Twycross-based UK outfit Rareware is renowned for being ultra secretive…or at least used to be back when the Stamper Brothers were in control of the developer and Nintendo owned the majority stake in the company. However, now under new management and safely under Microsoft’s hefty wing, Rare is happy to speak out on many topics to keep fans up-to-date.
In November’s ‘Tepid Seat’ update on the team’s official website, five different members were questioned by members of the public on all things PiÃ±ata-related. However, as expected, some other teasing tidbits slipped out during the answer session. The panel under fire this month were: Justin (Lead Designer), Gary (DS Designer), Grant (Musician), Ryan (Concept Artist), Ed (Lead Artist) and Will (Lead Programmer) and to start off with, one reader asked about the future of Viva PiÃ±ata, following the recent release of Viva PiÃ±ata: Party Animals (Xboxic’s review of this below average game can be found here), which was instead developed by Australian team Krome Studios, best known for its three decent Ty the Tasmanian Tiger efforts in the past. The reader was keen to know if there would “be any future titles of the series on the 360 developed and published by Rare” to which the response was, in typically Rare fashion, a simple “I don’t know, would you like more Viva PiÃ±ata?” Later in the Question and Answer session, Justin said this of Viva PiÃ±ata rumours, “I heard rumours about someone spreading rumours. They could be true, guess we’ll have to wait and see.” Could you get any more vague than that? Probably, from Rare!
As for the longevity of the first Xbox 360 game, on the topic of whether there will be any more downloadable packs available over the Live service, the firm and final answer is definitely ‘No’ since the team states it is working hard on something else that people will like much more than some Viva PiÃ±ata Download Content. Intriguing stuff indeed…and the teasers continue later on when Justin is asked about the fixing of glitches in the game plus, in a less than subtle manner, about Banjo-Threeie / Banjo-Kazooie 3. About BK3 he states: “If I were to throw in a reference to Banjo and Kazooie what would it be? How about a giant 30ft TV with ‘Banjo and Kazooie coming to Xbox 360 soon…’ flashing all over the screen?” As for fixing glitches, again it seems it just is not going to happen anytime soon due to this “something that you’ll like even more than DLC and stuff…”
The topic of not being able to transfer your save files over to another Xbox 360 cropped up as well, and in this instance it was Will that jumped on the question, responding as thus:
“We’ve been asked this question a few times over the last year, and I’ll provide the same answer here. We completely agree with all those that have asked this question, that (in an ideal world) you should be able to move the VP save games from one storage device (or console) to another. We really wanted to provide this feature, but unfortunately for reasons beyond our control we were not able to when the game was launched. At the time, it was not possible to differentiate within the Xbox 360’s dashboard between save games that could be moved and those that could be copied. So, if we had enabled ‘move’ for the VP save games, everybody would suddenly also be able to ‘copy’ content as well. As VP has a very strong online trading element to the game play we had to protect the majority of honest players from a minority who would undoubtedly duplicate save games and thus destroy the economy of the trading system - you acknowledge that this would be a problem in your question. Although we cannot solve this limitation for you with VP, I believe the Spring 2007 Dashboard update removed this restriction for future titles and of course we’d make use of that going forward.”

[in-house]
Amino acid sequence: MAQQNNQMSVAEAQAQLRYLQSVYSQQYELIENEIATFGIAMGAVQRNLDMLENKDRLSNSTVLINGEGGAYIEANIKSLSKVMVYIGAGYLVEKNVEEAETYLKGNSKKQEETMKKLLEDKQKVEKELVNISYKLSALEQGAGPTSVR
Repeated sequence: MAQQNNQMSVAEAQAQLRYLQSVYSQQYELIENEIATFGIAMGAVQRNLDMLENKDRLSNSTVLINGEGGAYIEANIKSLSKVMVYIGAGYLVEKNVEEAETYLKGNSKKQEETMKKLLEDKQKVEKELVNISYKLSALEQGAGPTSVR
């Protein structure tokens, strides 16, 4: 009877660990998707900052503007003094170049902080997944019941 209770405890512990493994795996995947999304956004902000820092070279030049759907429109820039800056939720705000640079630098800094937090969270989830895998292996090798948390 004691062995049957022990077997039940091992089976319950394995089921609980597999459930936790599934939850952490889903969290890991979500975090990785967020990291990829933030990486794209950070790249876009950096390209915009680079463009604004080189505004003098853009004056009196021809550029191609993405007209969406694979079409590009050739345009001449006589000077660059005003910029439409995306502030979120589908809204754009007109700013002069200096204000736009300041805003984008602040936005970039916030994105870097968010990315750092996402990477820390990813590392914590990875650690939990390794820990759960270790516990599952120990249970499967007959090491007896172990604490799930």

On a technical slant, Ed was asked about the make-up of the 360 game and discussed in response how the team used “normal maps, parallax and occlusion maps” in the game. Another inclusions is “edge-based and continuous tessellation”, which is also present in places. He believes that “all these techniques will be used sometime soon to help bring a certain Bear and Bird to life, and I’m sure the VP team will find a use for them again.” Moving on, and again hinting at future projects, when asked if the team could “make me a giraffe, or perhaps even a walrus PiÃ±ata?”, Justin simply replied “We could make anything you could think of (and some things you couldn’t think of). Then again we could make Killer Instinct 3.” Could this mean the project people keep asking for could finally be on the cards?